10 Black Innovators Who Have Made an Impact in STEM
Since 1990, jobs in STEM have grown by 79%. But there is still diversity lacking in the STEM field.
According to Pew research center “Blacks make up 11% of the U.S. workforce overall but represent 9% of STEM workers.” So in honor of Black History Month, here are some amazing inventors and innovators who have changed the world in their STEM careers.
1. George Washington Carver
George Washing Carver, one of the most known African American inventors, was born into slavery but later became the first Black student at Iowa State Agricultural College. He is best known for coming up with about 300 uses for the peanut. Some of these included flour, paste, paper, soap, shaving cream, and even medicines.
2. Dr. Marie M Daly
Dr. Marie M Daly was the first Black woman to earn a Ph.D. in chemistry in the United States. She used her degree to become a biochemist. Much of her work contributed to what we know today about high cholesterol and its relation to heart disease. She also became a professor and taught biochemistry courses at Albert Einstein College.
3. Katherine Johnson
Katherine Johnson worked for NASA as a “human computer” where she would solve difficult math problems. She asked lots of questions and became more involved in other programs. Johnson then joined another task force in NASA where she “calculated the path for the Freedom 7, the spacecraft that put the first U.S astronaut in space.” She also was a huge part of the mission that successfully planned the first moon landing.
4. Vivien Thomas
Vivien Thomas started his career by working in a laboratory at Vanderbilt University where he learned many complex surgical techniques. While he worked at this lab, he was paid as a janitor even though he was doing amazing doctoral research. Thomas persevered and formulated a surgery that would successfully help save the lives of infants who were born with a heart defect that sends blood past their lungs. He went on to become the director of Surgical Research Laboratories at John Hopkins.
5. Dr. Warren Washington
Warren Washington received his Ph.D. in meteorology from Pennsylvania State University and is currently a senior scientist at NCAR (National Center for Atmospheric Research). He is known for being an expert in climate research and has developed multiple computer climate models that show the impact of human activities on our future climate. He won the National Medal of Science in 2009.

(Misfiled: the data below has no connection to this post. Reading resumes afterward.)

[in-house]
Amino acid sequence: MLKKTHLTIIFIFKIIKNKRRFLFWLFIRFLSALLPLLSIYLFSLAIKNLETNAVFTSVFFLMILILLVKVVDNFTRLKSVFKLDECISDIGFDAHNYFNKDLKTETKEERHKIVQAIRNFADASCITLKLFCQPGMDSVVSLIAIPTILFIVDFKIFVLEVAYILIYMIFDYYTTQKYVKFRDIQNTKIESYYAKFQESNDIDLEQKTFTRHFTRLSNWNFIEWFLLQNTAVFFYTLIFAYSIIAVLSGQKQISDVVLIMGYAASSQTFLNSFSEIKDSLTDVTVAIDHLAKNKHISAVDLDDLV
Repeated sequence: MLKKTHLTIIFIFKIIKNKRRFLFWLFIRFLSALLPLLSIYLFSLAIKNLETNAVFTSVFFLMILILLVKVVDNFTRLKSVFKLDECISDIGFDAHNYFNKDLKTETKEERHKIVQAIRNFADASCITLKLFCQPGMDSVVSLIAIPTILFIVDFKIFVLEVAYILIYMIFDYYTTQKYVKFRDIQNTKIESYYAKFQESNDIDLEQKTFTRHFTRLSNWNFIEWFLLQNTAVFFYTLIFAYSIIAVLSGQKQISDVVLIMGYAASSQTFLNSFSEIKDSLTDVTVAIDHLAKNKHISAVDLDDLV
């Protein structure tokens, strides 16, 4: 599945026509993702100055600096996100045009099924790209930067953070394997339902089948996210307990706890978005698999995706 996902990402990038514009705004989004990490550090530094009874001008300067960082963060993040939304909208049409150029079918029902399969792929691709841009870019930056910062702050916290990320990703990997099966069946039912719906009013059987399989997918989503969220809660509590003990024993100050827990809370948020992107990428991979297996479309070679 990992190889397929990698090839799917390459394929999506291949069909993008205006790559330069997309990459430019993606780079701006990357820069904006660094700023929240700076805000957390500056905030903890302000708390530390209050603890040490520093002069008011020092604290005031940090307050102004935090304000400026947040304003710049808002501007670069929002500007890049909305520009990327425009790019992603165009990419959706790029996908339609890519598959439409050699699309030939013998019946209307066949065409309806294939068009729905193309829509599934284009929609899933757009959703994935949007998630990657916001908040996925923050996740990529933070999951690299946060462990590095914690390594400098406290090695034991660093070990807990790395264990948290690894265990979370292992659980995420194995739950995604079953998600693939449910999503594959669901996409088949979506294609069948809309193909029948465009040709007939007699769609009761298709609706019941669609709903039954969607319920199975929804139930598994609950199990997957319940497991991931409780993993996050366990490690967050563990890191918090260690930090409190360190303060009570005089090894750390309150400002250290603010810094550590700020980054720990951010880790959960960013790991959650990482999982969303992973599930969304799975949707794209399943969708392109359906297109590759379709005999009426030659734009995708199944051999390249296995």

6. Lyda Newman
Lyda Newman was an inventor who patented a new type of hairbrush that was specifically for African American hair. It has synthetic bristles instead of the typical animal hair. Her invention made it cheaper and quicker to manufacture hair brushes. She was only the third Black woman to ever receive a patent. She also was a significant women’s rights activist.
7. Bessie Blount Griffin
Bessie Blount was one of very few Black physical therapists in the late 1940’s. She used interpretive dance to help with her clients advance in therapy. After WWII, many veterans needed physical therapy and many were amputees. Blount used more innovative ways to help these patients by teaching them to use their feet. Another major accomplishment of hers was getting a patent for her invention the “Portable Receptacle Support.” This apparatus was a “tube was inserted into the patient’s mouth, and upon biting down on it, a small portion of food was pushed into his mouth.”
8. Alan Emtage
Alan Emtage was a systems administrator at McGill University. In 1989 he “conceived of and implemented Archie, the world’s first Internet search engine.” Many people refer to Archie as the Great Great Grandfather of Google. Emtage work with search engines and the internet, paved the way for many of the systems and processes we use when searching the internet today.
9. Frank Greene
Frank Greene was an Electronics Officer in the United States Air Force. During his time in the Air Force he “helped develop high performance computers for the National Security Agency.” After the Air Force, Greene developed a high speed computer memory system. He received a patent for the fastest memory chip (at the time). He then continued to share his expertise by teaching electrical engineering and computer science classes at multiple universities.
10. Nola Hylton
Dr. Nola Hylton received a BS in Chemical Engineering and a Ph.D. in Physics. She played an essential part in the development of Magnetic Resonance Imaging (MRI) research in the “detection, diagnosis, and staging of breast cancer.” She has become an international leader in the field of breast MRI. Hylton is currently a professor in Residence in the Department of Radiology and Biomedical Imaging as well as the Director of the Breast Imaging Research Group at the University of California in San Francisco.
While many of these amazing Black men and women were the first in their field or in their discoveries, they will certainly not be the last!